from the District Court of Williams County, Northwest
Judicial District, the Honorable Kirsten M. Sjue, Judge.
C. Ringsak (on brief), Bismarck, ND, for defendant and
K. Madden (on brief), Williams County Assistant State's
Attorney, Williston, ND, for plaintiff and appellee.
1] Anquine White appeals a district court criminal judgment
after a jury found him guilty of drug, paraphernalia and
firearm possession. White argues officers conducted a
warrantless, suspicionless probationary search and violated
his constitutional rights against unreasonable searches and
seizures. Reasonable suspicion of White's roommate
violating probation supported the initial search of the home,
and discovery of evidence in plain view permissibly expanded
the search. We affirm the criminal judgment.
2] White was on supervised probation for felony drug charges.
He lived in Williston with another individual on supervised
probation. Both men reported to the probation department that
the home's address was their current residence and both
men were subject to residential probationary searches as a
condition of probation. White's roommate was on
supervised probation approximately two months before the
search of the residence. The roommate failed to report to
probation officers as directed, even after an encounter with
probation officers instructing him to contact the probation
office by the end of the following week. Ten days after the
roommate's deadline to report, probation officers visited
the home to contact the roommate or White. White had not
reported to probation officers for six weeks at the time of
3] Upon arrival at the home, a third-party told the officers
neither the roommate nor White were available. Based on the
probation violation of White's roommate in failing to
report, the officers searched the premises for the roommate
or White. The search did not yield White or the roommate, but
officers discovered a scale in plain view in one of the
bedrooms. Officers expanded the search after the discovery
and recovered several items of contraband, including
paraphernalia, drugs and a firearm. Officers found personal
effects linking White to the bedroom, and the State charged
him with possession of drugs, paraphernalia and a firearm.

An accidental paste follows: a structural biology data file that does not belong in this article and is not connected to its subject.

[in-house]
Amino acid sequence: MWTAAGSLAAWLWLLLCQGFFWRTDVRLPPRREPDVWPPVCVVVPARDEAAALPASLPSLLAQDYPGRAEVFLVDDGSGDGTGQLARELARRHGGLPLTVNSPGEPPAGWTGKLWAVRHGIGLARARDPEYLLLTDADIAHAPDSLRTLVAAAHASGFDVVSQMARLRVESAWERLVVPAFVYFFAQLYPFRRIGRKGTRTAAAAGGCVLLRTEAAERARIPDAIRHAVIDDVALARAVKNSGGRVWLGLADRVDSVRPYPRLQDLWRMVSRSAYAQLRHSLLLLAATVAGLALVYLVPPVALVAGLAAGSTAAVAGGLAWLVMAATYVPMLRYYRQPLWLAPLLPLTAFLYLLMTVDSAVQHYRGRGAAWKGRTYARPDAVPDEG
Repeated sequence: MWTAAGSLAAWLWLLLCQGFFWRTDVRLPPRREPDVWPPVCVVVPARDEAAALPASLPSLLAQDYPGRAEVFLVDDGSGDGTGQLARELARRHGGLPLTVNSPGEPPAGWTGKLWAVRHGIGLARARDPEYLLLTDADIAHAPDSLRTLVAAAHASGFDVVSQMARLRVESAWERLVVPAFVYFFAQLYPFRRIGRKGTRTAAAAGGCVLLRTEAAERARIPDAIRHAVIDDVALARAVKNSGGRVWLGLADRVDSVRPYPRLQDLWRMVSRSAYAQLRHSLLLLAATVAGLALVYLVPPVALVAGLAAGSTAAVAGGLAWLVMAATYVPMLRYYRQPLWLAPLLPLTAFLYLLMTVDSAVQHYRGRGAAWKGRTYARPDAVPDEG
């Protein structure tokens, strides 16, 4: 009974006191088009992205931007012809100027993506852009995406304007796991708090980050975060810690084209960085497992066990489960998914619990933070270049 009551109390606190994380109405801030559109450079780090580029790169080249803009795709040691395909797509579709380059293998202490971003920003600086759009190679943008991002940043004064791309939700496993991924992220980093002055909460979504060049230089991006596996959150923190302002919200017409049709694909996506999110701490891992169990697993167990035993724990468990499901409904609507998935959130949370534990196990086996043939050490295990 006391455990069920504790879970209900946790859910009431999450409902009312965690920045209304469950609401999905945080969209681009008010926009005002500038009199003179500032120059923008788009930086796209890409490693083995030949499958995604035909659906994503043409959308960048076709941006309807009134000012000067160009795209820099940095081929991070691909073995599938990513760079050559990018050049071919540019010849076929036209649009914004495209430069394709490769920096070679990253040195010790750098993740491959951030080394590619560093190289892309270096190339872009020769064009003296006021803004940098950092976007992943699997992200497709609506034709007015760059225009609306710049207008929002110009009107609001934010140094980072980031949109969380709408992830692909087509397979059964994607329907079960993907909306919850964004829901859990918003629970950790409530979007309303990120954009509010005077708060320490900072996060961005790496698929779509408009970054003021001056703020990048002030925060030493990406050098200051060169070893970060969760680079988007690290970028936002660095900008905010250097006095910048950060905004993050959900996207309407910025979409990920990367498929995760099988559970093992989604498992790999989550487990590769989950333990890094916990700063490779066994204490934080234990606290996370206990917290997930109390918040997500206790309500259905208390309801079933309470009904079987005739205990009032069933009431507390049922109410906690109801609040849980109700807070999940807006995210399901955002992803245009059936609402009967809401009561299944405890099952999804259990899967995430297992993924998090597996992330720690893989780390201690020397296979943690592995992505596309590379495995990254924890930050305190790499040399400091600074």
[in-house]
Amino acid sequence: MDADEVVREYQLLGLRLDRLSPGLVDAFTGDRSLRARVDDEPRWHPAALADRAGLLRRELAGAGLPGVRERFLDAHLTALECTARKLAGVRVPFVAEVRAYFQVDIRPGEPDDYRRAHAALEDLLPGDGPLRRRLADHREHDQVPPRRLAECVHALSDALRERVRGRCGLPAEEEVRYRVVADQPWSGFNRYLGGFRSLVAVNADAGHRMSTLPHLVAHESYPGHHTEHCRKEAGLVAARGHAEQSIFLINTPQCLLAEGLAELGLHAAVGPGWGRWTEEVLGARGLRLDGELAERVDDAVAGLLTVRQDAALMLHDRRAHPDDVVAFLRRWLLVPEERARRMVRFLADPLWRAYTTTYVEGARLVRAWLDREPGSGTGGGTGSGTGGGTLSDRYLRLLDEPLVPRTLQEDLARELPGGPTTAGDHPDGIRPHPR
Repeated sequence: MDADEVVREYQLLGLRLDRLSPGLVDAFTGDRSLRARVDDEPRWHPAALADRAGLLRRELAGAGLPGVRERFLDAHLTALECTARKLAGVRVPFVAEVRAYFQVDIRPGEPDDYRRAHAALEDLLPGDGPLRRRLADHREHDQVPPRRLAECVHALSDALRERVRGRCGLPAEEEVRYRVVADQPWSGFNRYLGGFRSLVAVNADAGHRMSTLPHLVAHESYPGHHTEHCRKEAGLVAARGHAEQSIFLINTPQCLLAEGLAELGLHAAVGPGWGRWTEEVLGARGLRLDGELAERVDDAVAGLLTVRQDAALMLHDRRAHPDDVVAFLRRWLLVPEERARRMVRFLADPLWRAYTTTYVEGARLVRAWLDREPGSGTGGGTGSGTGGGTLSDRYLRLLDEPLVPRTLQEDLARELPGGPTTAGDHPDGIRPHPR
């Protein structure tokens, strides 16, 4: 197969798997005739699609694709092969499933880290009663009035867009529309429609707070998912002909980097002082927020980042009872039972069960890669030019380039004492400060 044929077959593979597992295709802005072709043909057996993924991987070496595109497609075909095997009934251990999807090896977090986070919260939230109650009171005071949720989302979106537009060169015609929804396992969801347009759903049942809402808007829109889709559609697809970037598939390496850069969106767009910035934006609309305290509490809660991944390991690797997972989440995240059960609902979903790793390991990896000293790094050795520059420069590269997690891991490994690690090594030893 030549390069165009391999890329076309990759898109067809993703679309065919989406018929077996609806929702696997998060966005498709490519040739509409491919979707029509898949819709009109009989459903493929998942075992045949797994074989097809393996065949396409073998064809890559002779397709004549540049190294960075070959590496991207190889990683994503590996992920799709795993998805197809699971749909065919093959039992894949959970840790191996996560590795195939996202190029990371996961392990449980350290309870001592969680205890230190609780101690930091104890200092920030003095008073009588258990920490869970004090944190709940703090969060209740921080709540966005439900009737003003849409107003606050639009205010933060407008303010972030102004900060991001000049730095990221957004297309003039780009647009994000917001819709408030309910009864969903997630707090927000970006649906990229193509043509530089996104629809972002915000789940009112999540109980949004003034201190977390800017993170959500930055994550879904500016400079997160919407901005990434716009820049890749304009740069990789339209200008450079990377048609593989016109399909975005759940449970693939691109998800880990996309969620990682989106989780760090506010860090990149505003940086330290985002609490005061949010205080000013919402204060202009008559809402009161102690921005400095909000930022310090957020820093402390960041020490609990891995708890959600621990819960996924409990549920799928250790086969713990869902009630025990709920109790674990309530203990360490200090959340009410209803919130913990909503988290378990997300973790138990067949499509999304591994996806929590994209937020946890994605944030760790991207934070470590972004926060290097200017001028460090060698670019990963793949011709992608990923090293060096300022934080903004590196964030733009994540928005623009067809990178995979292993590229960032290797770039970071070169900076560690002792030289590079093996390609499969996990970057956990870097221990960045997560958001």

4] White moved to suppress the evidence gathered during the
search, arguing that failure to report to probation officers
is not sufficient to support a probationary search. The
district court found a totality of the circumstances provided
reasonable suspicion for the search based on the
roommate's failure to report to probation officers. The
district court found the officers permissibly expanded the
search after discovering a scale with suspected drug residue
in plain view in one of the bedrooms. The district court
denied the motion to suppress evidence and a jury found White
5] White argues the district court erred in denying his
motion to suppress because actions by the officers amounted
to a suspicionless search in violation of his Fourth
Amendment rights against unreasonable searches and seizures.
He claims the search violated Fourth Amendment rights because
the officers lacked reasonable suspicion to initiate the
search of the home.
6] When reviewing a district court's decision regarding a
motion to suppress, we defer to the district court's
findings of fact to resolve conflicts in testimony in favor
of affirmance. State v. Kitchen, 1997 ND 241, ¶
11, 572 N.W.2d 106. We affirm a district court decision on a
motion to suppress if there is "sufficient competent
evidence fairly capable of supporting the court's
findings, and the decision is not contrary to the manifest
weight of the evidence." State v. Nickel, 2013
ND 155, ¶ 12, 836 N.W.2d 405 (internal quotation marks
and citations omitted). Questions of law are fully
reviewable, and whether a finding of fact meets a legal
standard is a question of law. State v. Schmidt,
2015 ND 134, ¶ 5, 864 N.W.2d 265.
7] The Fourth Amendment to the United States Constitution and
art. I, § 8, of the North Dakota Constitution protect
individuals from unreasonable searches and seizures. When
reviewing the constitutionality of probationary searches, we
interpret the North Dakota Constitution to provide the same
protections for probationers as provided by the United States
Constitution. State v. Ballard, 2016 ND 8, ¶ 8,
874 N.W.2d 61. We consider the totality of the circumstances
to balance the degree to which the search intrudes upon an
individual's privacy against the degree to which the
search is needed to promote legitimate government interests.
Ballard, at ¶¶ 8, 34.
8] In United States v. Knights the Supreme Court
considered the totality of circumstances, balanced government
and private interests and held a probationary search was
reasonable when it was supported by reasonable suspicion and
authorized by a condition of probation. United States v.
Knights, 534 U.S. 112, 122 ...